Photo: Christaan Felber
Ever since I first heard Hospitality on the radio months ago, and most recently on NPR’s Tiny Desk Concert, I’ve become increasingly fond of their pop sound, especially with the distinct voice of Amber Papini. With that said, the fact that Here We Go Magic were headlining this show was an added bonus, since I haven’t seen them live before but heard they put on good show. I usually don’t get into the pop-rock sound too much, but I think my obsession with Beach House’s last few albums (Devotion and Teen Dream) has opened some doors in my mind.
As I was walking to the Urban Lounge, a couple minutes before ten p.m., I could already hear the artsy sound of local band L’anarchiste echoing from a block away. Inside Urban Lounge was sparsely littered with folks listening to their Bon Iver-esque tunes, which generally went well over five minutes long apiece. When I went outside for a smoke, I noticed that the sound of the Ms. Pac-Man video game was making louder sounds than those coming from the stage at times. Even though L’anarchiste’s music is not the kind that you can really groove or tap your foot to, the small audience was watching and admiring the musicianship of the band and the great soundscapes being created.
After L’arnachiste hauled their large amount of gear off the stage, Hospitality, the three-piece group from New York, took the stage and quickly provided a burst of new energy in the club, which was now half full, with their upbeat tunes. Right off the bat, the band ripped through two of their most popular songs, “The Birthday” and “Friend of Friends.” The band’s sound was tight and did not stray far from the versions on their self-titled debut album. One surprise to me, however, was the great bass playing of Brian Betancourt, as he delivered several small thunderous solos, which added a great touch. Although the band is labeled a three-piece, the band had an additional guitar player that helped add some depth to the group’s sound. For their first time in SLC, Hospitality gave a strong 45-minute set of poppy rock tunes, which were emphasized due to the stark contrast between their music and that of L’anarchiste.
Taking the stage near midnight, Here We Go Magic picked up where Hospitality left off. Although I’m not too familiar with HWGM’s first two albums, their latest album, A Different Ship, which came out earlier this May, and has a great mix of folk, pop and even some synth on tunes like “Make Up Your Mind.” Watching them perform, it soon became clear that HWGM have years of experience playing together, as they often extended the end of songs into a kind of jam session, which then blended seamlessly into the next song.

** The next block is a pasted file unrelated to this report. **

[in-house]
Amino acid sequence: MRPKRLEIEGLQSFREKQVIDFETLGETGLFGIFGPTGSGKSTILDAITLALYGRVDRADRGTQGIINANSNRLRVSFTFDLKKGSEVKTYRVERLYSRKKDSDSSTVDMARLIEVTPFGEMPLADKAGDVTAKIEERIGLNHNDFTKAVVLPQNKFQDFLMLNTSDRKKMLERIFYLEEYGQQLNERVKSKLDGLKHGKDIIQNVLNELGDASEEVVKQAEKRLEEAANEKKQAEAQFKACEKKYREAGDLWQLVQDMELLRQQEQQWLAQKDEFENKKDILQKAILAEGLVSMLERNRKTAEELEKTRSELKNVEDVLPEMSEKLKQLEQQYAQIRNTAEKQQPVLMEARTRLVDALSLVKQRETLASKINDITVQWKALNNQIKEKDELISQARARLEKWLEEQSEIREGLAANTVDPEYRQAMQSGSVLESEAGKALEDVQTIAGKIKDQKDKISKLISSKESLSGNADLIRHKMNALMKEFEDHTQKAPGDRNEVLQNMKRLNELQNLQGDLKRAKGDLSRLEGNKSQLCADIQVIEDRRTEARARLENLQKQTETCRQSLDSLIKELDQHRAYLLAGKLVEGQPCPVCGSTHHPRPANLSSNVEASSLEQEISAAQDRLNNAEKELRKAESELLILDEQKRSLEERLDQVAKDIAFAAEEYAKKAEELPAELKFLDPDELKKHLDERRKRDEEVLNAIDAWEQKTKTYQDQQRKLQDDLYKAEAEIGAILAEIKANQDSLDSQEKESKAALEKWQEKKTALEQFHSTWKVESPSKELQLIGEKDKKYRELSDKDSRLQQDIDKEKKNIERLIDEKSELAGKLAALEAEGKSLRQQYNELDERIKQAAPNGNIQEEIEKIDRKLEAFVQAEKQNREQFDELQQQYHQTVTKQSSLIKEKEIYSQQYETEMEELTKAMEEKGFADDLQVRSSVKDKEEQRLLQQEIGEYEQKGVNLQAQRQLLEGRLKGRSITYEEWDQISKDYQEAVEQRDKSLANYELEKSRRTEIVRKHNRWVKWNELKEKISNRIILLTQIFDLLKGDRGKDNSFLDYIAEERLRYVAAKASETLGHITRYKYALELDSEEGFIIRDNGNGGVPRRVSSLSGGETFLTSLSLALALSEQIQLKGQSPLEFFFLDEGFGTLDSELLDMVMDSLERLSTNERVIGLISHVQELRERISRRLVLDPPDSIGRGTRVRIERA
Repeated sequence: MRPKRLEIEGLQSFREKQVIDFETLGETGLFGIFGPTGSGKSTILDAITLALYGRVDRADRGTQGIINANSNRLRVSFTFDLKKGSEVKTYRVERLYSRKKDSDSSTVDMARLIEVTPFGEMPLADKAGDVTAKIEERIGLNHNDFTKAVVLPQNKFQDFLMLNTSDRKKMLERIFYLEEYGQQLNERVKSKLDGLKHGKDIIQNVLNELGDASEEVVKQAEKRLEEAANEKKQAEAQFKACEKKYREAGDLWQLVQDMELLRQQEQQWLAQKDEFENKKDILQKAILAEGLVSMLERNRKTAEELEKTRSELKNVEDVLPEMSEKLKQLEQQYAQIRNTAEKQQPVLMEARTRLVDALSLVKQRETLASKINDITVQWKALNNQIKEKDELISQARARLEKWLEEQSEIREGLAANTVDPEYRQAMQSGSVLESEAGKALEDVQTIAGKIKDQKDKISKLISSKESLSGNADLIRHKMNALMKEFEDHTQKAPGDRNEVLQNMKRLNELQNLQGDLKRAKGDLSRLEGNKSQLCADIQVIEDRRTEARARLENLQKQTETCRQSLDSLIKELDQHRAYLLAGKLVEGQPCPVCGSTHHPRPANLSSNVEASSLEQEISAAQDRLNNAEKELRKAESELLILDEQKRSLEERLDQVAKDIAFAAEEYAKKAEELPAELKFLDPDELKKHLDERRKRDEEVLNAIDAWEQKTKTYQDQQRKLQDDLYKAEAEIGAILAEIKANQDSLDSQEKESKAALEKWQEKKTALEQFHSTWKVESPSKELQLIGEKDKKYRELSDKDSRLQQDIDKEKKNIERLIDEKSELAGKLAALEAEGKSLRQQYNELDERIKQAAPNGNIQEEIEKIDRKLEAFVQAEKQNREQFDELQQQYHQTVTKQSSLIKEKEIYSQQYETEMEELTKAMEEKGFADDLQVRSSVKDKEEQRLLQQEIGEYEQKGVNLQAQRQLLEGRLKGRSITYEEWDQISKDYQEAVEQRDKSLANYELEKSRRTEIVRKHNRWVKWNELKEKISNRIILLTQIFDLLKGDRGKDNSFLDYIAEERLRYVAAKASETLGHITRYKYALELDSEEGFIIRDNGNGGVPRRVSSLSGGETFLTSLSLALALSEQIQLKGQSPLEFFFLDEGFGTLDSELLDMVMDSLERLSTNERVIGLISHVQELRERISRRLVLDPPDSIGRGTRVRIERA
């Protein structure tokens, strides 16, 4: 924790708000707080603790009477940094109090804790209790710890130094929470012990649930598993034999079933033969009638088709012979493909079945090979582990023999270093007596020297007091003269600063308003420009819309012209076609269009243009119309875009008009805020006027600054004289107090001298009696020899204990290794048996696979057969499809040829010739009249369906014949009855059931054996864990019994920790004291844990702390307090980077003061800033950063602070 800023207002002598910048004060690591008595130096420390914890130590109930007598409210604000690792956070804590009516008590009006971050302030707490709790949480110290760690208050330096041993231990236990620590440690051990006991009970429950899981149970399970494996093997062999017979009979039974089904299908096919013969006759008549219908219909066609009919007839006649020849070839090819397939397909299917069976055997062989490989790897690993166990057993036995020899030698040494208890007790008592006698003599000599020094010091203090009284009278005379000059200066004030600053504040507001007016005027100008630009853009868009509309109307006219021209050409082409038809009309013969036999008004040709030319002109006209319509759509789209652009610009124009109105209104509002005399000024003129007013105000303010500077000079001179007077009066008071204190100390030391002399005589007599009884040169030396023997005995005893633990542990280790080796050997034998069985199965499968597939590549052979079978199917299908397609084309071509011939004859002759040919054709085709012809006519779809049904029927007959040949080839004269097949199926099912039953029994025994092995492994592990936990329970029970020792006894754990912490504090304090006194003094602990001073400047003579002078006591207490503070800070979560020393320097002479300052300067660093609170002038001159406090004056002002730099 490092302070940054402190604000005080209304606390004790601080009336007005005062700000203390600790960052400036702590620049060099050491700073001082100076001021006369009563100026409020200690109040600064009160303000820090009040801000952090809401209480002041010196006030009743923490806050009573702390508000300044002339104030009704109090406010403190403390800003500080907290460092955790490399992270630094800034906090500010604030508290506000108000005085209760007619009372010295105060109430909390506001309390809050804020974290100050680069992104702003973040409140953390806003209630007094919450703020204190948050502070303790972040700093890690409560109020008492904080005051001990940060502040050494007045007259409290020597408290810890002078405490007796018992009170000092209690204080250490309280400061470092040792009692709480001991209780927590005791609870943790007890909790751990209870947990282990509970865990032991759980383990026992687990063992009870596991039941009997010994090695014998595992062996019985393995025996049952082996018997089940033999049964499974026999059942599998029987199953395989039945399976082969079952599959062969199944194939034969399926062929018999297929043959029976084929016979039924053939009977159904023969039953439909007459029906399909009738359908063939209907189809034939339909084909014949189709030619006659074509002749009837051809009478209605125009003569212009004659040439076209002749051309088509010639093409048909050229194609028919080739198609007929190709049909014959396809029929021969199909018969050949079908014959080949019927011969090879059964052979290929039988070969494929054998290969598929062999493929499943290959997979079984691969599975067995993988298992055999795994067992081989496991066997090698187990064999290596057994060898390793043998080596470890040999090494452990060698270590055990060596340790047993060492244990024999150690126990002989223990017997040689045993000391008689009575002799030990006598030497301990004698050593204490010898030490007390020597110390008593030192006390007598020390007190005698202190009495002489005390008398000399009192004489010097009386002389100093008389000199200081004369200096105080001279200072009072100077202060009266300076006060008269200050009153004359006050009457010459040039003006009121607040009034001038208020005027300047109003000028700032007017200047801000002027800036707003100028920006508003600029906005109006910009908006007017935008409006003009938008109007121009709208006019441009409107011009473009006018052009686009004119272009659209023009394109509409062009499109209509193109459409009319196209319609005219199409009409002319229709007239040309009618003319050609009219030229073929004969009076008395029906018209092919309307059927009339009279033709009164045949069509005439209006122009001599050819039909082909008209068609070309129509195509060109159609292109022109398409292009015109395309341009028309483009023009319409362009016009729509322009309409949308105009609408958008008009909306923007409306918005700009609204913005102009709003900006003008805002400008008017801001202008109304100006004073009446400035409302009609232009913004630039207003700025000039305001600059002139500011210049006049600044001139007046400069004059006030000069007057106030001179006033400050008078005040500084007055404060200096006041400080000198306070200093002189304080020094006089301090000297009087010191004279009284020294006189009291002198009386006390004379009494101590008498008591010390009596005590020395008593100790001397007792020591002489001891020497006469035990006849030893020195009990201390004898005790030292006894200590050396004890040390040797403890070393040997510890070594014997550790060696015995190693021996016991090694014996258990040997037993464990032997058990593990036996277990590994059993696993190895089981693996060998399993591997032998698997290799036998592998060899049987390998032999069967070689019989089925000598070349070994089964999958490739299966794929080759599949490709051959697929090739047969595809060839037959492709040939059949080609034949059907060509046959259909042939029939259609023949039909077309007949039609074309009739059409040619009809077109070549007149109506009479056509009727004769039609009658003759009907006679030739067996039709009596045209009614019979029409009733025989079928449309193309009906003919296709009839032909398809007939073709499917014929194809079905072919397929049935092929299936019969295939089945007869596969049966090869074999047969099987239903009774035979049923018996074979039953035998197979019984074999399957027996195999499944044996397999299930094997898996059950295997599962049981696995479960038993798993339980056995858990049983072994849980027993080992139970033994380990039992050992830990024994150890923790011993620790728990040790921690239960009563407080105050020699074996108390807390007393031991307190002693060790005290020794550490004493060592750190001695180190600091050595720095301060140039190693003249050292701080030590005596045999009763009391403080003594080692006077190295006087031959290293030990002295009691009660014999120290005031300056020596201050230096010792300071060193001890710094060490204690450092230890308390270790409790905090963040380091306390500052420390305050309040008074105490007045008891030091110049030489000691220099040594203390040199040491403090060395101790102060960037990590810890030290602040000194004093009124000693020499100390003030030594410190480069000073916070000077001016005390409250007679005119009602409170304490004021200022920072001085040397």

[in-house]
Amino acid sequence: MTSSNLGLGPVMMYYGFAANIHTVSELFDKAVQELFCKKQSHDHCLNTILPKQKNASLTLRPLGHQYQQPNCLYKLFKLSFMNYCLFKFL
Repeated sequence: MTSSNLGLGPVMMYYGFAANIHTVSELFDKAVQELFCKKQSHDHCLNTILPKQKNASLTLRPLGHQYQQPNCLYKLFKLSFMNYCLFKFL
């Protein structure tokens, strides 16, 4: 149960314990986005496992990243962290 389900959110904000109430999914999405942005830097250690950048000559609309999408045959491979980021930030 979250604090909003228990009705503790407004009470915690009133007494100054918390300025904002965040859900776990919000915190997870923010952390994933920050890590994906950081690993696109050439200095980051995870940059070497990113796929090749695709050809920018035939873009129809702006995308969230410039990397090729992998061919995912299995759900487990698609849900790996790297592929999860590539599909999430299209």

Towards the end of a song early on in their set, the guitar of the band’s front man, Luke Temple, appeared to crap-out, and he took a few minutes getting a replacement. In the meantime, the rest of the band continued to play, improvising until Temple got everything set up. Finally, Temple returned to front of the microphone out of breath, saying, “Jesus. I’m trying,” as the crowd applauded his effort not to bring a halt to the music. With a new guitar strapped on, Temple turned around to face the drum set, directed the band into a steady tempo and then dove right into another song.
Although the club was only about half full, the crowd was pretty enthusiastic for the entire set, swaying their bodies back and forth and nodding their heads up and down. The band played mostly new tunes off of A Different Ship, such as “How Do I Know,” but they also mixed in a few older songs such as “The Collector.”
When I first walked through the door earlier in the night, I had a lot of questions floating through my head, as I didn’t know what I was in for. But when the music came to an end three hours later, as Here We Go Magic ended their set and walked off the stage, every face I saw in the club, along with mine, had the same satisfied (possibly drunk) look on it.